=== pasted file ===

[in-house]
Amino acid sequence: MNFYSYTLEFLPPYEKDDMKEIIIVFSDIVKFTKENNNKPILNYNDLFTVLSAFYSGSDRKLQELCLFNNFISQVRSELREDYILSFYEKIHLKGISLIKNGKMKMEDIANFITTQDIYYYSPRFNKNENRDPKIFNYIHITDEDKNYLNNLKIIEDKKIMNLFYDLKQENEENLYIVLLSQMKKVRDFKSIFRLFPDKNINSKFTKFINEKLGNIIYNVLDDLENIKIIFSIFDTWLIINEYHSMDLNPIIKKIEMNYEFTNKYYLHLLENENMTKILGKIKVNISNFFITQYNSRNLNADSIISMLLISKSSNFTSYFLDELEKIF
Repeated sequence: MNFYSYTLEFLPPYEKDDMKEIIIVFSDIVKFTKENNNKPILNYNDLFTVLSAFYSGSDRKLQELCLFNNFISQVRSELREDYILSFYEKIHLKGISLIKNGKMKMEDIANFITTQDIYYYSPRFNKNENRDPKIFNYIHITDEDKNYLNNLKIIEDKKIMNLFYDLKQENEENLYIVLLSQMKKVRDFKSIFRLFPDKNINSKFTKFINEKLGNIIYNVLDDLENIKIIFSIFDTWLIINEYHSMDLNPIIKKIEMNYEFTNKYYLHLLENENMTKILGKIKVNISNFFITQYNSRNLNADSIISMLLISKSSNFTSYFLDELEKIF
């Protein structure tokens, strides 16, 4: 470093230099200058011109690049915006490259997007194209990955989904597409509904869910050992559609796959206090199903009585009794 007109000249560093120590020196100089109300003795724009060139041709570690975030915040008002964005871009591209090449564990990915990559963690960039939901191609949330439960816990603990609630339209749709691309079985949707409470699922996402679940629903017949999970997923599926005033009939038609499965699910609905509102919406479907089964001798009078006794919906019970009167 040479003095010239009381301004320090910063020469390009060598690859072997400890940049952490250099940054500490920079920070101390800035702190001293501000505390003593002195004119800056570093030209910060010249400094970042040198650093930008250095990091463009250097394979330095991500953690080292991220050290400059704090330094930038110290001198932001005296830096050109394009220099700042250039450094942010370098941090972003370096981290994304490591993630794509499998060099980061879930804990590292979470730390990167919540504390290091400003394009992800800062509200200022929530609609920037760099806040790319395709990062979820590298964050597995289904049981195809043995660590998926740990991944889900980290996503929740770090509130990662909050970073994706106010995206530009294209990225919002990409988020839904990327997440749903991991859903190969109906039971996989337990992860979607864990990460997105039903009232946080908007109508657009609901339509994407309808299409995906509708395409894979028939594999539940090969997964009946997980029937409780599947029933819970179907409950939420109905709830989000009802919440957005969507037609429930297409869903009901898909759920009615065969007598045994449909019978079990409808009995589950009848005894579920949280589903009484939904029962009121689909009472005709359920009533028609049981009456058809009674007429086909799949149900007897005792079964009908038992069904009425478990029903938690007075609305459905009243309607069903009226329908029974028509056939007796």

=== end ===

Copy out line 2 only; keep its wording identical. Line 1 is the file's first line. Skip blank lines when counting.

Amino acid sequence: MNFYSYTLEFLPPYEKDDMKEIIIVFSDIVKFTKENNNKPILNYNDLFTVLSAFYSGSDRKLQELCLFNNFISQVRSELREDYILSFYEKIHLKGISLIKNGKMKMEDIANFITTQDIYYYSPRFNKNENRDPKIFNYIHITDEDKNYLNNLKIIEDKKIMNLFYDLKQENEENLYIVLLSQMKKVRDFKSIFRLFPDKNINSKFTKFINEKLGNIIYNVLDDLENIKIIFSIFDTWLIINEYHSMDLNPIIKKIEMNYEFTNKYYLHLLENENMTKILGKIKVNISNFFITQYNSRNLNADSIISMLLISKSSNFTSYFLDELEKIF